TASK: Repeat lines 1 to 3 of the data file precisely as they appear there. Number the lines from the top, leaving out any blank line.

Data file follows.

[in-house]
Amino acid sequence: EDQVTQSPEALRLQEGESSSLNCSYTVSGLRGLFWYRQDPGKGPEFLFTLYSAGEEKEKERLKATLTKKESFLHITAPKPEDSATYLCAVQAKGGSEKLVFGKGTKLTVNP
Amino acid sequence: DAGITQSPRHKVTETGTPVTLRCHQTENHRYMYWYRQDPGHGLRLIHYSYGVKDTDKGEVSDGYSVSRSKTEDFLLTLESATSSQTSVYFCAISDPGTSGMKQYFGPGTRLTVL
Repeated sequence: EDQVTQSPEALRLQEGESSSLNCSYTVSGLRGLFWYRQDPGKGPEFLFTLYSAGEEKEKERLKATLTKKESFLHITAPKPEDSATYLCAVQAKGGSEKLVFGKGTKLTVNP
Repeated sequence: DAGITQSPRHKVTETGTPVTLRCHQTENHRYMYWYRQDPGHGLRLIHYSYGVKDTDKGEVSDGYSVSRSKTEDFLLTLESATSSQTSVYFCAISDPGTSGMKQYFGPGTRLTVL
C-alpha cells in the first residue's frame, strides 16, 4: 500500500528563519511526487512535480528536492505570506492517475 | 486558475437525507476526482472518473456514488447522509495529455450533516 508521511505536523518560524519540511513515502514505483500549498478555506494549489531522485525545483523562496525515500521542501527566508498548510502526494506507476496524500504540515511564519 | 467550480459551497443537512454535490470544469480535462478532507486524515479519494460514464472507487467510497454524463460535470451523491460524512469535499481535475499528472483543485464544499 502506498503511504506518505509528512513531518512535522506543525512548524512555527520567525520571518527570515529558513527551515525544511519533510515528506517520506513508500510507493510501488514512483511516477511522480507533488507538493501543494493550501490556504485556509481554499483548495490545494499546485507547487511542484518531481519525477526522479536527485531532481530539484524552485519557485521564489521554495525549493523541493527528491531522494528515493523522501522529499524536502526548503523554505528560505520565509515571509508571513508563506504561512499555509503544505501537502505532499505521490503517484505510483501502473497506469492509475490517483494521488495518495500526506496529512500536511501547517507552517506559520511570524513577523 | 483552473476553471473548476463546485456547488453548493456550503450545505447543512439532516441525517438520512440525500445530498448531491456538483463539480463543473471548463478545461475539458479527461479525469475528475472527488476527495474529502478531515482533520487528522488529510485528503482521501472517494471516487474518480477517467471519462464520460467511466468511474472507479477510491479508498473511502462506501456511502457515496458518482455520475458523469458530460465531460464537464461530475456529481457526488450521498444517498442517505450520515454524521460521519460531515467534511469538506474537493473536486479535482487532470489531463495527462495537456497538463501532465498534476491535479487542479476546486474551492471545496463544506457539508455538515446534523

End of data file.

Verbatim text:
[in-house]
Amino acid sequence: EDQVTQSPEALRLQEGESSSLNCSYTVSGLRGLFWYRQDPGKGPEFLFTLYSAGEEKEKERLKATLTKKESFLHITAPKPEDSATYLCAVQAKGGSEKLVFGKGTKLTVNP
Amino acid sequence: DAGITQSPRHKVTETGTPVTLRCHQTENHRYMYWYRQDPGHGLRLIHYSYGVKDTDKGEVSDGYSVSRSKTEDFLLTLESATSSQTSVYFCAISDPGTSGMKQYFGPGTRLTVL